AC34: The Only Constant is Change

An America’s Cup that has already been marked by unprecedented change and tragedy appears destined to remain very much in a state of flux until well into the Louis Vuitton challenger elimination series, scheduled to begin July 7.
Author:
Publish date:

An America’s Cup that has already been marked by unprecedented change and tragedy remains very much in a state of flux—and seems destined to remain so until well into the Louis Vuitton challenger elimination series scheduled to begin July 7.

In the immediate wake of the May 9 death of Artemis strategist, British sailor Andrew “Bart” Simpson, America’s Cup Race Management (ACRM), the America’s Cup Event Authority (ACEA) and all four syndicates have found themselves walking a delicate line—on the one hand ensuring the regatta will go on as planned (or at least as close to planned as possible), on the other doing everything they can to ensure that an accident like the Artemis capsize doesn’t happen again.

With this in mind, on May 22 regatta director Iain Murray issued a set of 37 safety “recommendations,” which were soon accepted by both the Defender, Oracle Racing, and all three challengers, including Artemis, and will serve as a blueprint for additional changes moving forward.

 Training for the America's Cup

Training for the America's Cup

The recommendations call for everything from the installation of belay points and handholds that “effectively restrain crew through bearing-off maneuvers, severe deceleration or capsize” to a 10-knot reduction in the maximum wind limit for racing, and the creation of a formal testing process to ensure there is adequate strength in each team’s hulls, daggerboard controls and wings. (To see the complete set of recommendations, click here)

The recommendations also call for the mark boats that were used throughout the America’s World Series to be replaced by “soft marks,” so there will be one less thing that could possibly cause serious damage and/or injury in a close rounding situation. In the event of a capsize, the boat still sailing will not be required to complete the course, but automatically be declared the winner.

 Regatta director Ian Murray introduces safety measures

Regatta director Ian Murray introduces safety measures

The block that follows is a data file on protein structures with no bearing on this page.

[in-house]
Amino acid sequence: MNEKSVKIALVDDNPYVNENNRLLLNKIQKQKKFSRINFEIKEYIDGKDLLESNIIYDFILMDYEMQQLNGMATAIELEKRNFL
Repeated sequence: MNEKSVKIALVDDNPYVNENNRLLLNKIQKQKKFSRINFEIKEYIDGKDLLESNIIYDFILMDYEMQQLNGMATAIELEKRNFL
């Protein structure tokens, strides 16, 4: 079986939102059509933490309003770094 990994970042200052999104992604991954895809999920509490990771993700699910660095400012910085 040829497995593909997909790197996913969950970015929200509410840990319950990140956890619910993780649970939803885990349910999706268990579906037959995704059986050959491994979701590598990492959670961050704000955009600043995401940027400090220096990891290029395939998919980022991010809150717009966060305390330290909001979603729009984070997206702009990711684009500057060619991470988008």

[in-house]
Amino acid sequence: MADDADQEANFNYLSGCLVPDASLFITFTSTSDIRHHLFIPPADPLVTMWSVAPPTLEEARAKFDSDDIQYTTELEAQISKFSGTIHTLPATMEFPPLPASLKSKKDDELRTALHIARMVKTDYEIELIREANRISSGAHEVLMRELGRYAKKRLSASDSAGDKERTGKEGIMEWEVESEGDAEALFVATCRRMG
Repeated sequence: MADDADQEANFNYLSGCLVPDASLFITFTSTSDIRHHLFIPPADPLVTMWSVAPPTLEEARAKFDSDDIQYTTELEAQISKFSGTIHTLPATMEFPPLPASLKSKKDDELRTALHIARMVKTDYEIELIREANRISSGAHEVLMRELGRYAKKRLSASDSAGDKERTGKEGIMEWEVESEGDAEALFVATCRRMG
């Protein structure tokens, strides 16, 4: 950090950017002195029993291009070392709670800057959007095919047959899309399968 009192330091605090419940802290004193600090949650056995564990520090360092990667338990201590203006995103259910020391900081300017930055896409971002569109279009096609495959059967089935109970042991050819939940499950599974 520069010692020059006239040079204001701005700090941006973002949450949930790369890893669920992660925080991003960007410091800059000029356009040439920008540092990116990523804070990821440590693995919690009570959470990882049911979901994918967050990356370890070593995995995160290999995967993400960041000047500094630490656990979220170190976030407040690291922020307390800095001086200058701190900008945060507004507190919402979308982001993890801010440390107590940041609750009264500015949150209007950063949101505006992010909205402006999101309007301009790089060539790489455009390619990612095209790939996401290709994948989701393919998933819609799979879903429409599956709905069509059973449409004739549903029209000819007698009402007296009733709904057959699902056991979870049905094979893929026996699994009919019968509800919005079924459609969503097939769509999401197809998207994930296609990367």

One aspect of the recommendations that has prompted more than a little grumbling is a set of changes to the protocol and Louis Vuitton schedule that retains the regatta's original July 7 start date, but allow Artemis to abstain from racing until much later in the month.

Emirates Team New Zealand (ETNZ) and Luna Rossa earlier suggested delaying the start of the regatta until July 19, at which point all three boats would be compelled to compete. But Challenger of Record Artemis vetoed the proposal, saying it needed more flexibility to ensure that its second boat—which it did not expect to launch until early July, was both safe and competitive. (To see the updated schedule, click here)

This prompted a flurry of charges and counter charges in which ETNZ managing director Grant Dalton first complained that the event was being geared to the needs of the “weakest common denominator,” after which Artemis shot back saying, “Dalton’s proposals benefit no team but his own, and his public insults are out of line and unsportsmanlike.”

 Team Oracle training

Team Oracle training

ETNZ is also not happy with the reduction in the upper wind limit, with rules advisor Russell Green recently wondering “how the All Blacks (rugby team) would feel arriving at the World Cup…to find that there were last minute proposals to change basic rules of the game in the name of player’s safety, but which in effect favored the slower stop/start style of the Northern Hemisphere teams?”

One positive sign: in the weeks following Simpson’s death, Oracle, Luna Rossa and ETNZ all seem to be successfully coming to grips with how to handle their AC72s out on the wind-swept and dangerous racetrack that is San Francisco Bay. Hopefully this is a sign that in the end, all the sadness, pain and recrimination has thus far marked the 34th America’s Cup will someday actually result in some satisfying racing. 

 Team Oracle

Team Oracle

Related

shutterstock_543237994

The Slow Route to Cabo

Each November, cruising boats start leaving California for “a winter of fun in the sun down Mexico way.” And having spent the summer and autumn on a leisurely passage down the West Coast on board Distant Drummer, our Liberty 458 sloop, my husband, Neil, and I were now in San ...read more

MHS-GMR_3549

New Multihulls 2018

Farrier F-22 New Zealander Ian Farrier ushered in a new genre of sailing with his folding-ama trailerable trimarans, the best-known of which are the Corsair designs. Farrier’s last project before he passed away last year was this sweet little tri. Available in three versions, ...read more

shutterstock_373701682

Cruising: Island Comeback

The U.S. Virgins Islands have surged back from the devastation of the 2017 hurricanes, with new infrastructure plans that will benefit charterers and cruisers alike. After hurricanes Irma and Maria roared through the Leeward Islands in September 2017, it was impossible to ...read more

albintoilet

Gear: Albin Pump Marine Toilet

Head Start Is there room for a new marine toilet? Albin Pump Marine thinks so, having just introduced its line of Swedish-built heads—ranging from compact to full-size models—to the American market. The toilets feature vitreous porcelain bowls and either wooden or thermoplastic ...read more

07n_45R2699

Multihull Sailor: Classic Cats

If you’re looking for a decent sub-40ft cruising cat, you have few choices when it comes to new-boat offerings. It is a well-known fact that the multihull market has taken off in a way very few could have predicted. Despite Hurricane Irma’s recent destruction of a large part of ...read more